This half term we are talking and learning about how to stay healthy.
We have been talking about the job of a doctor and looking at the different equipment he/she might use and how to use it. The children will be taking on the role of a doctor in the home corner, whilst caring for our dolls. We will be talking about different kinds of foods; which are healthy to eat and which are not so healthy.
The nursery are taking part in the Supervised Tooth brushing Program.
We have been visited by Kendra from the program who has talked to the children about caring for their teeth and has demonstrated the correct way to brush our teeth. The children are now brushing their teeth each day during the session.
Click on the picture below to listen to the 'Brush your teeth' song. This song lasts for 2 minutes and the children listen to this as we brush our teeth in Nursery.
Brush your teeth
We have been learning about the Islam festival Eid al - Fitr.
Eid, is a Muslim holiday which marks the end of Ramadan, the Islamic month of fasting
Please click on the picture below to watch a family prepare for Eid and celebrate this festival.
Rhyming is an important first step in the reading development for children. When a child learns to rhyme, they learn to focus on how language works. They also begin to notice all the individual sounds within each word.
If your child knows that jig and pig rhyme, then they are focused on the ending 'ig' but also that the 'j'and 'p' are different sounds. Because rhyming skills are significant predictors of children’s later success in learning to read, every effort should be made to give young children the opportunity to develop these rhyming skills.
A great starting point is nursery rhymes.
Ask your child:
- What nursery rhymes do you know?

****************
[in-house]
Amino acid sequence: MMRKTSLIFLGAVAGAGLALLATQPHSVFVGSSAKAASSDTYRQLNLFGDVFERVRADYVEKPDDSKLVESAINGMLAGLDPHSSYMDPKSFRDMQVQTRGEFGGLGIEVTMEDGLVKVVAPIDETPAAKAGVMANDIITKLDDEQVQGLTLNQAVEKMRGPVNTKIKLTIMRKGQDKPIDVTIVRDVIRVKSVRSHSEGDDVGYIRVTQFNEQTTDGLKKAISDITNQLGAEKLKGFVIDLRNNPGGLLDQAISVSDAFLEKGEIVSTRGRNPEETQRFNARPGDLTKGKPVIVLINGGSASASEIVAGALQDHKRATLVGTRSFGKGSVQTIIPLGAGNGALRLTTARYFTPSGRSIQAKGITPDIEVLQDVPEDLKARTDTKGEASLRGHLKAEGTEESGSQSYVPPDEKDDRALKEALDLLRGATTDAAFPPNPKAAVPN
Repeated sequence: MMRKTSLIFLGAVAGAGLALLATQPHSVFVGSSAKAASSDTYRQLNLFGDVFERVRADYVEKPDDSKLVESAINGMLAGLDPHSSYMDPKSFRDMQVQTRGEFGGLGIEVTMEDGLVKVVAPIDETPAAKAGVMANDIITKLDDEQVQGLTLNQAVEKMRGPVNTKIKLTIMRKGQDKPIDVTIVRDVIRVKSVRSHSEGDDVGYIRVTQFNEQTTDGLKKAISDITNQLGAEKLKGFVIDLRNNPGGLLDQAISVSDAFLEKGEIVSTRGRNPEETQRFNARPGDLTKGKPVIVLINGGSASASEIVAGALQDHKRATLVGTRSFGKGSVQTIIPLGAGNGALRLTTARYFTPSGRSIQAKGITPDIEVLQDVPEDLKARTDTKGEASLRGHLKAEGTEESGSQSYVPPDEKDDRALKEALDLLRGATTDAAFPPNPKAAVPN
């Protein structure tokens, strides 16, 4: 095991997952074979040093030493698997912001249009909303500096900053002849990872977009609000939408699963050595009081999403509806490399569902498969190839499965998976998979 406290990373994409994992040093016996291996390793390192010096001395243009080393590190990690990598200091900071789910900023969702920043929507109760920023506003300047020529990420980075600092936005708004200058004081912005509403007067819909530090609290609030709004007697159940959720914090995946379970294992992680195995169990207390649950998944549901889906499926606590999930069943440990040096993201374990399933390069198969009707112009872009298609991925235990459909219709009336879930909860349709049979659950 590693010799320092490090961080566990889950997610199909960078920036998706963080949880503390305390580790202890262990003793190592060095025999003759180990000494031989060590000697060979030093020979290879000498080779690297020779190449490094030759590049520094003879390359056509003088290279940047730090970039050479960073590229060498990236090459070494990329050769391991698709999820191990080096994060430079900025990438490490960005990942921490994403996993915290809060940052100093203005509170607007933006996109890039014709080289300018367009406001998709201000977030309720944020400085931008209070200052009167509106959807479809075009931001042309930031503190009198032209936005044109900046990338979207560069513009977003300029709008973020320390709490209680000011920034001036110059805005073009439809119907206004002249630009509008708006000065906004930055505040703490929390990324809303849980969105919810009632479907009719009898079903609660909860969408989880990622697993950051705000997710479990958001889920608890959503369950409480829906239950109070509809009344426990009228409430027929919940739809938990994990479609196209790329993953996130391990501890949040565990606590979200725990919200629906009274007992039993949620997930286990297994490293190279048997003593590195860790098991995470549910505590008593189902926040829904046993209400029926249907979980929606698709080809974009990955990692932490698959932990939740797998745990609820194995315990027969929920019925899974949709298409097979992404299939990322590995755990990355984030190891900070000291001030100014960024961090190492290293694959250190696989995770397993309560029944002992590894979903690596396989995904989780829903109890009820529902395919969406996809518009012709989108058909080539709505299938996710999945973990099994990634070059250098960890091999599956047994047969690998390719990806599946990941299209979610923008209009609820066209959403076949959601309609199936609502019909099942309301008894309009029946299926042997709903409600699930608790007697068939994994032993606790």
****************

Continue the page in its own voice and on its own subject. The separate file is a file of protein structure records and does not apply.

- Can you teach someone at home a rhyme?
- Sing nursery rhymes with your child and miss out the second word that rhymes. For example, 'Humpty Dumpty sat on a wall, Humpty Dumpty had a great...........(fall). Leave a gap to allow your child to fill in the missing word.
- As they become more confident see if they can think of any other words that might rhyme (wall, fall, tall, ball). Reminding your child that these words all sound the same at the end.
If you aren’t very confident with singing nursery rhymes they are easy to find if you type ‘nursery rhymes’ into YouTube. BBC nursery rhymes is a good site to use.
Read a rhyming story at bedtime and see if your child can pick the words that rhyme (they are usually at the end of sentences). Read these books with plenty of intonation and expression so that your child can tune into the rhythm of the language and rhyming words. Encourage them to join in with repetitive phrases such as “Run, run, as fast as you can, you can’t catch me, I’m the gingerbread man.”
So have a look through the book shelf to see if you have any stories that rhyme, all stories written by Julia Donaldson are very good for finding words that rhyme.
Tips for teaching rhyme:
- When talking to your child about rhyme the best explanation is that ‘words that rhyme sound the same at the end’.
- When teaching your child anything it is important that it is fun and in short bursts (no longer than 5-10 minutes).
- Remember that the concept of rhyme is very tricky for young children; don’t worry if they don’t get it straight away!